• Christies auction house James Christie logo

    Sale 2173

    Latin American Sale

    28 - 29 May 2009, New York, Rockefeller Plaza

  • Lot 55

    Rufino Tamayo (Mexican 1899-1991)

    Hombre con un farol

    Price Realised  


    Rufino Tamayo (Mexican 1899-1991)
    Hombre con un farol
    signed and dated 'Tamayo, O-76' (upper right) also titled and dated 'HOMBRE CON UN FAROL, 1976' (on the reverse)
    oil and sand on canvas
    55¼ x 68¾ in. (140.3 x 174.6 cm.)
    Painted in 1976.

    Contact Client Service
    • info@christies.com

    • New York +1 212 636 2000

    • London +44 (0)20 7839 9060

    • Hong Kong +852 2760 1766

    • Shanghai +86 21 6355 1766

    Contact the department

    "Tamayo's man," Paul Westheim has observed:

    is burdened with sadness, or is bursting with happiness; he laughs, and at times he cries. . . . His suffering springs from inside himself, from his questions that have no answer, from his anxiety in trying to understand the incomprehensible, from his own humanity that isolates him in a world greedy for money, for power, for success.(1)

    Tamayo plumbed existential themes throughout his career, and in the introspective solitude of his paintings of the 1970s he gives subtle expression to the resilience and vulnerability of the human spirit. "For the most part figures stand mute, transfixed," James B. Lynch has observed of Tamayo's late work. "Dialogues and rapports have ceased," he continued, creating a "sense of insularity enhanced by what seem to be 'frames' within the picture frames or 'paintings' inside paintings."(2) The stage curtains that frame the eponymous Hombre con un farol effectively magnify the figure's isolation, both literally from his audience and more allusively from the ambient world. Detached from his environment, the figure is alienated further from himself; the obliteration of his facial features, the vital expression of self and identity, renders him a stranger even unto himself. Painting is turned here into an intimate act of introspection, an investigation into the nature of individual identity and the metaphysics of human being.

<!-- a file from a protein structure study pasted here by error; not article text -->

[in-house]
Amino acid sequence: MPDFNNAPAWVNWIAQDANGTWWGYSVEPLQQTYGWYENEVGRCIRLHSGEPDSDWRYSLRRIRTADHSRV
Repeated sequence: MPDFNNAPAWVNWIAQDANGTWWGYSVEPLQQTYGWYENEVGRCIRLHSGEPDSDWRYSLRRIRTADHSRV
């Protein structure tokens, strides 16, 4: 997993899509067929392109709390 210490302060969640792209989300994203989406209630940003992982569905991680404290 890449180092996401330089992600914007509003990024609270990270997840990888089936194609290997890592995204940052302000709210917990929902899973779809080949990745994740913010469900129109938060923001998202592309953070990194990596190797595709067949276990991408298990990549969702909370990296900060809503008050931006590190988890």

The hermetic, almost claustrophobic space of the stage is intensified by Tamayo's resonant colors, from which he draws out a richness of tones that suggests the ambiguities of being and of life itself. In his mature paintings, color acts dynamically in concert with the structured space, as José Corredor-Matheos has explained. "It is a matter of interrelation between the several colors, which cease to be entire and solid, and become vaporous, gaseous. It is as though the figures themselves, and the colors embodying them, were to some extent blended into the atmosphere. . . . Everything here is nuanced, without any stridency, a strange flowering."(3) The dim luminosity of Hombre con un farol has a phantasmagorical, gas-lit quality, the mottled curtains and background casting a diffuse glow across the surface of the painting. The lantern itself is peculiarly darkened; its shadowy outline just etched into the gray-violet screen, it provides neither physical warmth nor spiritual illumination. The consonance of Tamayo's palette nevertheless imbues the image with a cool gravity. The dominant olive greens and grays, inflected by flesh-and mauve-colored highlights, cast a nocturnal pallor over the scene, heightening the ambiguity and obscurity of its central figure.

    This solitary figure, towering unnaturally above the lantern almost to the height of the curtain, embodies what was for Tamayo the sublimity of man, defined by his supreme consciousness and heroic search for meaning and identity. The vital anxiety embodied in Hombre con un farol conveys a profound reflection on the vicissitudes of life and on the message of universal humanism that long guided the artist's work. "In Tamayo's painting the monumentality of the human figure gives man greatness in his relationship with the cosmos," Corredor-Matheos has observed. "An ambivalent relationship, for the disproportion, however conventional, must be evident, and man is appraised, tragically, in the face of the void and the whole."(4)

    Abby McEwen.

    1) P. Westheim, Tamayo: A Study in Esthetics, Mexico, D.F.: Ediciones Artes de Mexico, 1957, 22, 25.
    2) J. B. Lynch, Jr., "Tamayo Revisited, "Rufino Tamayo: Fifty Years of His Painting, Washington, D.C., Phillips Collection, 1978, 21.
    3) J. Corredor-Matheos, Tamayo, New York: Rizzoli, 1987, 13, 27.
    4) Corredor-Matheos, Tamayo, 24.


    Olga Tamayo collection, Mexico City.
    Private collection, Mexico City.
    Private collection, London.
    Acquired from the above by the present owner.


    Exhibition catalogue, Rufino Tamayo, Tokyo, The National Museum of Modern Art, 1976, no. 72 (illustrated).


    Tokyo, The National Museum of Modern Art, Rufino Tamayo, 10 April- 30 May 1976, no. 72.